During the first years of my childhood I lived with my family in a housing complex located southwest of Mexico City. The Olympic Village had been built in 1968 to host athletes participating in the Olympics that took place in Mexico during that year, to the delegations of the different countries and to the international press. It was President Gustavo Díaz Ordaz himself who inaugurated the group with a speech announcing his intention to "shelter the youth of the world," while vetoing South Africa for its policy of apartheid, as a humanitarian president with progressive ideas would have done. According to the Mexican government, these games should serve to strengthen the international image of our country. However, the student protests, inspired by the various social movements that took place in the world throughout that year, infected civil society. Díaz Ordaz feared that these protests would overshadow the Olympics giving an impression of a Mexico too rebellious and disorderly.
On October 2, just 10 days after the start of the Olympic Games, one of the most popular events in our history took place in the Plaza de las Tres Culturas. Unlike other presidents, such as DeGaulle or Nixon himself, who never resorted to violence against students, the president of Mexico thought that the best way to stop the movement was to crush him with a brutal display of military force, known as the Tlatelolco massacre, in which nearly 200 people died. In just a couple of months the president had gone from wanting to shelter the youth of the world to massacre it.
The Olympic Games in Mexico 68 -probably the saddest in modern history- were inaugurated on the scheduled day, in a climate of absolute repression. While in the stadiums the athletes competed for gold and silver, a real witch hunt took place on the streets and in the universities.
Throughout the seventies the Olympic Village was sold under condominium to Mexican families, but especially Argentine, Uruguayan and Chilean, exiled after military coups occurred in South America at the beginning of the seventies. The housing unit thus became the largest left-wing neighborhood in Mexico City, an emblematic place inhabited by artists, university professors, progressive intellectuals or communist militants, who in various ways had managed to survive the repression.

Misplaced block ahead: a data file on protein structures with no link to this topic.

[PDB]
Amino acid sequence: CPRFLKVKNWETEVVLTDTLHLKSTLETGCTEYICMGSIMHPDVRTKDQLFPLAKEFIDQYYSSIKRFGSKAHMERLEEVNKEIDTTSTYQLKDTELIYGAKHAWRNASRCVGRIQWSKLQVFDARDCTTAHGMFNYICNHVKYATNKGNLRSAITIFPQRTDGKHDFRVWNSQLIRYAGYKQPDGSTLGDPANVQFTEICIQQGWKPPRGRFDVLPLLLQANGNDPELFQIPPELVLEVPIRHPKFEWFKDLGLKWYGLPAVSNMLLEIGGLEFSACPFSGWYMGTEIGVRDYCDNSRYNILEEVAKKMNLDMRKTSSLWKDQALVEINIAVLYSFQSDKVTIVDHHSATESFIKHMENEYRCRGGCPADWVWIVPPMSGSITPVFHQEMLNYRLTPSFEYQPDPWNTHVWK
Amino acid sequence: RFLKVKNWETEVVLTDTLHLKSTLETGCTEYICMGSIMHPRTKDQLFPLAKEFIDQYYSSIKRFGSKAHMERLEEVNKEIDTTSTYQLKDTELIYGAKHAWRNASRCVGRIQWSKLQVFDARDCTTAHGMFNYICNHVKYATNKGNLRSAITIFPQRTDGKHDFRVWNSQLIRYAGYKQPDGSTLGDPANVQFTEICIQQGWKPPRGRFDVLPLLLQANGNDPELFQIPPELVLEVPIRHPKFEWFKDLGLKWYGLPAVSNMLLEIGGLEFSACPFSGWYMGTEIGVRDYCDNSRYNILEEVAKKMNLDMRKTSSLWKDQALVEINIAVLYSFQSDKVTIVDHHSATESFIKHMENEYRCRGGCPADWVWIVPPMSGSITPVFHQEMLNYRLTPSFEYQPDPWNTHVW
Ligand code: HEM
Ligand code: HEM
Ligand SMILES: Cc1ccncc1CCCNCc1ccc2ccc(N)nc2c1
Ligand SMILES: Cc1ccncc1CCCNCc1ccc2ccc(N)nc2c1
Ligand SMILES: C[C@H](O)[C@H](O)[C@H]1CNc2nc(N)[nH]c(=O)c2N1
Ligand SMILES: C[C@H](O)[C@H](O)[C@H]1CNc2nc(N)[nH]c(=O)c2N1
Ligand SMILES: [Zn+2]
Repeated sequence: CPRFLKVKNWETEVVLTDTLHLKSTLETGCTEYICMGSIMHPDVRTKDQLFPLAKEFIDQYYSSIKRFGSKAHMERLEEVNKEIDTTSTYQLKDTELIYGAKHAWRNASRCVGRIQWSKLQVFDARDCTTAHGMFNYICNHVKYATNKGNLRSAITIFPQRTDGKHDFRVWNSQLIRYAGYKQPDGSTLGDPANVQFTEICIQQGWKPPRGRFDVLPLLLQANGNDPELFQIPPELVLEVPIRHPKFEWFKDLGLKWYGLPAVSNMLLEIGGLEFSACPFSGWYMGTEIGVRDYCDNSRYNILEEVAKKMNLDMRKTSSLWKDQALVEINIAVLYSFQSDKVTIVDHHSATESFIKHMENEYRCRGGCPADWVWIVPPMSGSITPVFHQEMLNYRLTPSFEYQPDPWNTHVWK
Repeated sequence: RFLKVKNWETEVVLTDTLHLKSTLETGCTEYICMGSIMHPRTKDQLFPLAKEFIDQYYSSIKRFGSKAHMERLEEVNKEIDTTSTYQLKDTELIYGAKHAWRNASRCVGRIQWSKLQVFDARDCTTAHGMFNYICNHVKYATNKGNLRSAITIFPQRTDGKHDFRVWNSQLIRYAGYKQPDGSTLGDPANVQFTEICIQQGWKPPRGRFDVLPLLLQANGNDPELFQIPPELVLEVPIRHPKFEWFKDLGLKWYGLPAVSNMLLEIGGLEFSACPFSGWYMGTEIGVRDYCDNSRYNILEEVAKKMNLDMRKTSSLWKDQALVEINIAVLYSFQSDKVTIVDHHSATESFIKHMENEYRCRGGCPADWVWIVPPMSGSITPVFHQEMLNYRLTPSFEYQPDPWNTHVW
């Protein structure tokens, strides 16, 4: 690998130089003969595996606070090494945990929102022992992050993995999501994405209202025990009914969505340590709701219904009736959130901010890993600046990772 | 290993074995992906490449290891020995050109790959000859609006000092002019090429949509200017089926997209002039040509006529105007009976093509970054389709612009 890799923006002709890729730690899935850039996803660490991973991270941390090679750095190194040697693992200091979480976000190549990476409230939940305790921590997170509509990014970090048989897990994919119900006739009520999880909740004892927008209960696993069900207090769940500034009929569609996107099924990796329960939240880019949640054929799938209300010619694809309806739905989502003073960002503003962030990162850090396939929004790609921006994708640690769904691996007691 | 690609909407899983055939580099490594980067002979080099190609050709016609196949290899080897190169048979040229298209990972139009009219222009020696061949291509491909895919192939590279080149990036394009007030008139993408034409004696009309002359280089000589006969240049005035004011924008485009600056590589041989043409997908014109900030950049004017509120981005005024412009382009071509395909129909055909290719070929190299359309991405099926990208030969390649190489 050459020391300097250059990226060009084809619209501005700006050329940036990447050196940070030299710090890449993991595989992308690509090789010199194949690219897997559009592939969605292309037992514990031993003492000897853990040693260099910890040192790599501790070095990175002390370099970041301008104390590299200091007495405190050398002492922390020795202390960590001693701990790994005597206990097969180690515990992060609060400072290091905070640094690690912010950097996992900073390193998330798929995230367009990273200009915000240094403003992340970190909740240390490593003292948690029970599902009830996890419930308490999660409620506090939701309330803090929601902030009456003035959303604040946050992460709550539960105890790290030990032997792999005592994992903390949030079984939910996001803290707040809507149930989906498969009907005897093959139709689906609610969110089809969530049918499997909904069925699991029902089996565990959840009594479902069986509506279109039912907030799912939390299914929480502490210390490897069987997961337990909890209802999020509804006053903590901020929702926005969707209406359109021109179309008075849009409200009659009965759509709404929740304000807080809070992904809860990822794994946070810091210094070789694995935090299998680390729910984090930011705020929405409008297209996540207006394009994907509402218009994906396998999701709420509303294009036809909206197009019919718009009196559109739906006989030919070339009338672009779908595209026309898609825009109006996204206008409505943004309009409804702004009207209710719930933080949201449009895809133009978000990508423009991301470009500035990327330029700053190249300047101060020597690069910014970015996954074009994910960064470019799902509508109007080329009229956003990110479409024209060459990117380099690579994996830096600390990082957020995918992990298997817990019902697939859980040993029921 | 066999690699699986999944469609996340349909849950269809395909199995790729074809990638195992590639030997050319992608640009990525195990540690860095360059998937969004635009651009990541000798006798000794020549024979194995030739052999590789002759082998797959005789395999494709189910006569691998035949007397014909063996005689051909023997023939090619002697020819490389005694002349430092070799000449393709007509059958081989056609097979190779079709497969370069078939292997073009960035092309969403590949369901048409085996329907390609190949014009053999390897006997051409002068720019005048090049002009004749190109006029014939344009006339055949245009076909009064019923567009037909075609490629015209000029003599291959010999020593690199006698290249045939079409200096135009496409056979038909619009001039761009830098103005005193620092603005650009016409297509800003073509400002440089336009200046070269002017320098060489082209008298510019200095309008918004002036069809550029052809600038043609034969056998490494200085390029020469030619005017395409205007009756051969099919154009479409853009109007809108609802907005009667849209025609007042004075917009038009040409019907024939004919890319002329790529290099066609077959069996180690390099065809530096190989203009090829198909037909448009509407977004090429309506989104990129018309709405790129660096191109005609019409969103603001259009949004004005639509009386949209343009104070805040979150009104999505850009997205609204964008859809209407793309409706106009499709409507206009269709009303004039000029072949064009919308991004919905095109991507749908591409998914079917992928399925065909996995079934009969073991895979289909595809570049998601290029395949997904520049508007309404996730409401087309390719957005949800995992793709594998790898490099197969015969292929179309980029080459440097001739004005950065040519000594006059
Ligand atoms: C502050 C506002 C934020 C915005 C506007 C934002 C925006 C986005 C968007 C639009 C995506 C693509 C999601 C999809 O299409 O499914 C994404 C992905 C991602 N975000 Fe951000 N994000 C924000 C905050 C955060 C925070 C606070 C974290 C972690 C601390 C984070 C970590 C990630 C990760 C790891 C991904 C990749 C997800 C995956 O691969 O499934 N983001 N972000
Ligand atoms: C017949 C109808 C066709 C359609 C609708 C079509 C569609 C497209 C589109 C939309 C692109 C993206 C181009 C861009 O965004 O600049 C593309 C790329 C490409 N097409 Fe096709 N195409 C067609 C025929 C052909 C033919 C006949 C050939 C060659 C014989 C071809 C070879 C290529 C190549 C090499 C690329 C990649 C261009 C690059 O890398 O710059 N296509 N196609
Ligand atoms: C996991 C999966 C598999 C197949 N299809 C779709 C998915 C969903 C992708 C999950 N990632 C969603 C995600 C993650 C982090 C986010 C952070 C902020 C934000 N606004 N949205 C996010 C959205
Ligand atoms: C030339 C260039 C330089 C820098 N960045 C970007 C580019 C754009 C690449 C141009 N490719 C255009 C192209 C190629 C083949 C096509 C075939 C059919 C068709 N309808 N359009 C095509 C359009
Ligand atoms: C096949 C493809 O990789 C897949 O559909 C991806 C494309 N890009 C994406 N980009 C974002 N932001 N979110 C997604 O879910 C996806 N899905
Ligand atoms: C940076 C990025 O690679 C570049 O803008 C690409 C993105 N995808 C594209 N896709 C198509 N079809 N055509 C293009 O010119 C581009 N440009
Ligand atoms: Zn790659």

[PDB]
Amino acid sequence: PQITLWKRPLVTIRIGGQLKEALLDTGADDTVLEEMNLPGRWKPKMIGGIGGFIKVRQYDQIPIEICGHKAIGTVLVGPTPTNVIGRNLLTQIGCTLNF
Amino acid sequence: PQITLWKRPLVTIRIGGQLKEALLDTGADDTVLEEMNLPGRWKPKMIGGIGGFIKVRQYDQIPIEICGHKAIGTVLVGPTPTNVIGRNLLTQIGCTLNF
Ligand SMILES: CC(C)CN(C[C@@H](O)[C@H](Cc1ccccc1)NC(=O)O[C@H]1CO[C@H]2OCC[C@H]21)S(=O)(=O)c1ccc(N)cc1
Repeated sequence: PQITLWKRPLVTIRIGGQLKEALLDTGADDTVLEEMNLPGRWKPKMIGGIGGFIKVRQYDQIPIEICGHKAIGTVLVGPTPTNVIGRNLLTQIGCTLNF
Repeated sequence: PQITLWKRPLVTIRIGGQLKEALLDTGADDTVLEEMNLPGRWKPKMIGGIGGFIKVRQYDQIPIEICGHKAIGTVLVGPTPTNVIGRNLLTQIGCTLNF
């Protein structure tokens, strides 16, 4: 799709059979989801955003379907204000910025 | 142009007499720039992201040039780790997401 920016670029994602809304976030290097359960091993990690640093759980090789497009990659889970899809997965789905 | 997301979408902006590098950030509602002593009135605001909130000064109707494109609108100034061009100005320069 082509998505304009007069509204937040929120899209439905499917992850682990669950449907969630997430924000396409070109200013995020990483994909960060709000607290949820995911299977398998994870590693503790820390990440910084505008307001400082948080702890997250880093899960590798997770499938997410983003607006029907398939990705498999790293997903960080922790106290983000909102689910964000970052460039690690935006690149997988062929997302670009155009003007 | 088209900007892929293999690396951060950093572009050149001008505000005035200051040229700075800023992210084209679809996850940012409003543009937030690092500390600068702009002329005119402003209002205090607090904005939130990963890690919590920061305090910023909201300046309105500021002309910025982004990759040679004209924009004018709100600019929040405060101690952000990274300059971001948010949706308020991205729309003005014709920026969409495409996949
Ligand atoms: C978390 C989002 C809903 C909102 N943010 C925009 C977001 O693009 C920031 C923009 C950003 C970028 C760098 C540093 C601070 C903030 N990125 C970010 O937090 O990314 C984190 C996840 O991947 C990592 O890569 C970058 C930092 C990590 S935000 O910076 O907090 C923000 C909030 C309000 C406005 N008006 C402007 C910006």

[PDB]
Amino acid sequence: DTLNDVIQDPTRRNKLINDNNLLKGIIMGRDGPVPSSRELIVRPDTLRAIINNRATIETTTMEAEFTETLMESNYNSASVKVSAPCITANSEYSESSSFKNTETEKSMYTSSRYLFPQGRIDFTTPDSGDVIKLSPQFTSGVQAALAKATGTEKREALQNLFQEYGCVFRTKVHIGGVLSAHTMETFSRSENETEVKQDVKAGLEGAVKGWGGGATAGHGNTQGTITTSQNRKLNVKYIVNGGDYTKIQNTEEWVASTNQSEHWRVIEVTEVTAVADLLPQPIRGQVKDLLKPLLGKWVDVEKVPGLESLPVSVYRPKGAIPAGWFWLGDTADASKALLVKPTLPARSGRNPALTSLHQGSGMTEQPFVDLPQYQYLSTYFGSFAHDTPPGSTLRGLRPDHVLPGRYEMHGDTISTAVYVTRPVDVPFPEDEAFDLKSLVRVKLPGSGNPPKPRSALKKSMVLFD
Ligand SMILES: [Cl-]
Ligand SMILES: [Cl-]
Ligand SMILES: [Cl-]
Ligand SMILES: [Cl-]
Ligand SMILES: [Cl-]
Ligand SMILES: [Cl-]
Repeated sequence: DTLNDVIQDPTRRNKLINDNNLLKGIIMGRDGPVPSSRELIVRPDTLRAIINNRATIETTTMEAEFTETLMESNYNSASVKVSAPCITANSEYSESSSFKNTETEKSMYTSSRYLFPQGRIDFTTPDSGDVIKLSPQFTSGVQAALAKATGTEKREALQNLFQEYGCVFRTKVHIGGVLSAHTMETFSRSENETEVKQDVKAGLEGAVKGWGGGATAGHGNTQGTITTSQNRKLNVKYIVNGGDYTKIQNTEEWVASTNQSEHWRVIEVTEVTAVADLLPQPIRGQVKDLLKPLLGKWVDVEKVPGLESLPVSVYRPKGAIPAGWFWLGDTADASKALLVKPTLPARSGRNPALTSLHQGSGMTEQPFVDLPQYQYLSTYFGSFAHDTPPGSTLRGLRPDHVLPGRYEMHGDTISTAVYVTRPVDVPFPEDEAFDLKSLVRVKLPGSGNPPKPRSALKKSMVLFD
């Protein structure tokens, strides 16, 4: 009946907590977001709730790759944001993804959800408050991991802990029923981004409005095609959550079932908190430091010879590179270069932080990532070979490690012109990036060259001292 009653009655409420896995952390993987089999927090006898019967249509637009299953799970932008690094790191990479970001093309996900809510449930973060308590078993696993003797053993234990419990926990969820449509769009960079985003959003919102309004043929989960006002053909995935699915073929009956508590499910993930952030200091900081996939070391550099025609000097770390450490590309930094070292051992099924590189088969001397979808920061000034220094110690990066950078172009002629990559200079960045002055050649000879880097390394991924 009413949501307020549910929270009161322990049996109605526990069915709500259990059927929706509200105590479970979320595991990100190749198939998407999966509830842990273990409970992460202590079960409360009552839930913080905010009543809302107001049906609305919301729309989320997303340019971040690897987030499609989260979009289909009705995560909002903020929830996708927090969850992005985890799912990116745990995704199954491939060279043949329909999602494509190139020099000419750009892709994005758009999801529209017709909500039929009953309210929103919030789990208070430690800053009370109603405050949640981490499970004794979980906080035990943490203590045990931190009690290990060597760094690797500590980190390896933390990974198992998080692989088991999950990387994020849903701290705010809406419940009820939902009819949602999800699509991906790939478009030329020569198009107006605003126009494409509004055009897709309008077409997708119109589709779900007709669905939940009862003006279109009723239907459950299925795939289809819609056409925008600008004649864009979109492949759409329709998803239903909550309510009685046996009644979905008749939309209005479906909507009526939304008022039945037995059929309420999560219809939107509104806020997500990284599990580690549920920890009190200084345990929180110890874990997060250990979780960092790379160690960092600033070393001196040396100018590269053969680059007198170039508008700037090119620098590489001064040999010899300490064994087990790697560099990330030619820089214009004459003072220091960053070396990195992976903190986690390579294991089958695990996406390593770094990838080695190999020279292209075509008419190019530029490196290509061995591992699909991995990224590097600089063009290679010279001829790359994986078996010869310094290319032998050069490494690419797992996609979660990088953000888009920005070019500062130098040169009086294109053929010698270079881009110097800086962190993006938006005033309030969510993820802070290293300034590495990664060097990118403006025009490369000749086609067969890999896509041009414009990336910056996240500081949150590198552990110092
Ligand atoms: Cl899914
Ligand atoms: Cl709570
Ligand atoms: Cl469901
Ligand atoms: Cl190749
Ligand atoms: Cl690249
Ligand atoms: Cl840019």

Growing up with these children of such diverse accents and vocabularies was very enriching. It was also heard his stories, often dramatic, involving the disappearance and torture of their parents or their grandparents.
In "Villa", as we called it, there were trees of very different species, also birds, snails, squirrels, opossums, lizards to chase with the spring, and thousands of corners to hide. The set had games for children, a grocery store called La Luna, and a state supermarket of immense dimensions for the time. The sports club included professional basketball and soccer fields, an Olympic gymnasium, a tartan court, a hundred-meter pool. There was also a very large esplanade where it was possible to skate or ride a bicycle. The children made use of all those spaces dreaming that we were as athletes as their first occupants, and that in the not too distant future we would participate in the Olympics.
From all corners of that place, my favorite was a tree located right in front of my building and whose branches reached the apartment where he lived. It was a very old lime or pepper from America, rooted in a mound of volcanic rocks, omnipresent throughout the unit; a spectacular tree for the width of its trunk and the thickness of its foliage, to the point that the architects who designed that place had not only decided to keep it but also put it into value.
One afternoon, while we played in one of the green areas, my friends and I uncovered a culvert, we got into the hole and started to walk through the drain tunnel. After advancing in the dark for several minutes, we find the exit. When we emerged from there we discovered an immense garden where a circular pyramid stood. It was the ruins of Cuicuilco, a ceremonial center of the Olmec culture, located on the other side of the avenue. Incredibly, none of us had ever visited him. We did not even know of its existence. The place, we read that afternoon, had been devastated by an erupting volcano. We also found out that all the stone we used to run on was the product of that catastrophe. Children have a look without judgment capable of transforming the saddest places into spaces full of wonder and possibilities. Next to the pyramid we smelled copal and incense, and we saw the inhabitants of that city come and go along the stone roads. That afternoon we understood that the glorious past of this country is closer than we suppose, and that no matter how terrifying or vile the origins of a place are, what counts is what we do with it. Like the tree that had managed to grow in the middle of the volcanic rock, on top of that episode of death and repression, we grew free and were writing our own history.
Guadalupe Nettel is a Mexican writer.